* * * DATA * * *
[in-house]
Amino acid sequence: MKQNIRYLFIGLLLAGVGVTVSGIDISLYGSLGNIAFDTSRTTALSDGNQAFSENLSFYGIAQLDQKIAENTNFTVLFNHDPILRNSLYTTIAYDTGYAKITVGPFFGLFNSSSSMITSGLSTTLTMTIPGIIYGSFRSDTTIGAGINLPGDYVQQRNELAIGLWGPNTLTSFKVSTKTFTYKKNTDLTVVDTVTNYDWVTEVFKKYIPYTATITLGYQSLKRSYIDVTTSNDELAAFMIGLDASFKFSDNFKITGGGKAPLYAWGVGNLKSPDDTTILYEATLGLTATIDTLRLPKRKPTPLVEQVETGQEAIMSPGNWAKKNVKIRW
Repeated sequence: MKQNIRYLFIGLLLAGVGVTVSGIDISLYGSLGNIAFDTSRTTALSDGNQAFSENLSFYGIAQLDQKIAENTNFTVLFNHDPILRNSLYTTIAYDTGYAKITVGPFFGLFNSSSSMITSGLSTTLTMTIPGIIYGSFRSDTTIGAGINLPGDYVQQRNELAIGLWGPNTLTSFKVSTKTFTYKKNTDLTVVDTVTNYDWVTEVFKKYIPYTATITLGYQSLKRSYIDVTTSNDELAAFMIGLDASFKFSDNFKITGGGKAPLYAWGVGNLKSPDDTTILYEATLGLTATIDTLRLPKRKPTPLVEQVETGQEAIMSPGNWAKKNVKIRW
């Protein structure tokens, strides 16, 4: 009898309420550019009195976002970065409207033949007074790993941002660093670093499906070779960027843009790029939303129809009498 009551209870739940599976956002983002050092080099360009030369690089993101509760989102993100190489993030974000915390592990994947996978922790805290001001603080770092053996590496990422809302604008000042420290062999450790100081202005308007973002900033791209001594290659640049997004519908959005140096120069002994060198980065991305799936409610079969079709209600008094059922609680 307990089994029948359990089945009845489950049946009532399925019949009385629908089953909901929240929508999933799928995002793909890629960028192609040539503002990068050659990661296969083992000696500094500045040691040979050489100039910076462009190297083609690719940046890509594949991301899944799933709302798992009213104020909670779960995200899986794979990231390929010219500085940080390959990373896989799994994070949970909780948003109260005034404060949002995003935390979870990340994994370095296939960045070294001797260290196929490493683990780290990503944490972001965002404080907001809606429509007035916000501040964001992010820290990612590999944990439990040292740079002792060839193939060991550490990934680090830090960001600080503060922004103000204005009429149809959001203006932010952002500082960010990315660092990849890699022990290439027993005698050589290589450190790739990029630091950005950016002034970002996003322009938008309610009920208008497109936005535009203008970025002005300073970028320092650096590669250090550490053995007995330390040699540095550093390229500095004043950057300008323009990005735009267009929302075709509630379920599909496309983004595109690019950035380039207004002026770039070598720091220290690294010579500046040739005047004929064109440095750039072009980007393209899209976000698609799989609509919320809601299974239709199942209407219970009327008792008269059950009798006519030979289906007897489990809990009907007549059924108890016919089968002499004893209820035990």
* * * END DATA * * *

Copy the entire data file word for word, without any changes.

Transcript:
[in-house]
Amino acid sequence: MKQNIRYLFIGLLLAGVGVTVSGIDISLYGSLGNIAFDTSRTTALSDGNQAFSENLSFYGIAQLDQKIAENTNFTVLFNHDPILRNSLYTTIAYDTGYAKITVGPFFGLFNSSSSMITSGLSTTLTMTIPGIIYGSFRSDTTIGAGINLPGDYVQQRNELAIGLWGPNTLTSFKVSTKTFTYKKNTDLTVVDTVTNYDWVTEVFKKYIPYTATITLGYQSLKRSYIDVTTSNDELAAFMIGLDASFKFSDNFKITGGGKAPLYAWGVGNLKSPDDTTILYEATLGLTATIDTLRLPKRKPTPLVEQVETGQEAIMSPGNWAKKNVKIRW
Repeated sequence: MKQNIRYLFIGLLLAGVGVTVSGIDISLYGSLGNIAFDTSRTTALSDGNQAFSENLSFYGIAQLDQKIAENTNFTVLFNHDPILRNSLYTTIAYDTGYAKITVGPFFGLFNSSSSMITSGLSTTLTMTIPGIIYGSFRSDTTIGAGINLPGDYVQQRNELAIGLWGPNTLTSFKVSTKTFTYKKNTDLTVVDTVTNYDWVTEVFKKYIPYTATITLGYQSLKRSYIDVTTSNDELAAFMIGLDASFKFSDNFKITGGGKAPLYAWGVGNLKSPDDTTILYEATLGLTATIDTLRLPKRKPTPLVEQVETGQEAIMSPGNWAKKNVKIRW
């Protein structure tokens, strides 16, 4: 009898309420550019009195976002970065409207033949007074790993941002660093670093499906070779960027843009790029939303129809009498 009551209870739940599976956002983002050092080099360009030369690089993101509760989102993100190489993030974000915390592990994947996978922790805290001001603080770092053996590496990422809302604008000042420290062999450790100081202005308007973002900033791209001594290659640049997004519908959005140096120069002994060198980065991305799936409610079969079709209600008094059922609680 307990089994029948359990089945009845489950049946009532399925019949009385629908089953909901929240929508999933799928995002793909890629960028192609040539503002990068050659990661296969083992000696500094500045040691040979050489100039910076462009190297083609690719940046890509594949991301899944799933709302798992009213104020909670779960995200899986794979990231390929010219500085940080390959990373896989799994994070949970909780948003109260005034404060949002995003935390979870990340994994370095296939960045070294001797260290196929490493683990780290990503944490972001965002404080907001809606429509007035916000501040964001992010820290990612590999944990439990040292740079002792060839193939060991550490990934680090830090960001600080503060922004103000204005009429149809959001203006932010952002500082960010990315660092990849890699022990290439027993005698050589290589450190790739990029630091950005950016002034970002996003322009938008309610009920208008497109936005535009203008970025002005300073970028320092650096590669250090550490053995007995330390040699540095550093390229500095004043950057300008323009990005735009267009929302075709509630379920599909496309983004595109690019950035380039207004002026770039070598720091220290690294010579500046040739005047004929064109440095750039072009980007393209899209976000698609799989609509919320809601299974239709199942209407219970009327008792008269059950009798006519030979289906007897489990809990009907007549059924108890016919089968002499004893209820035990």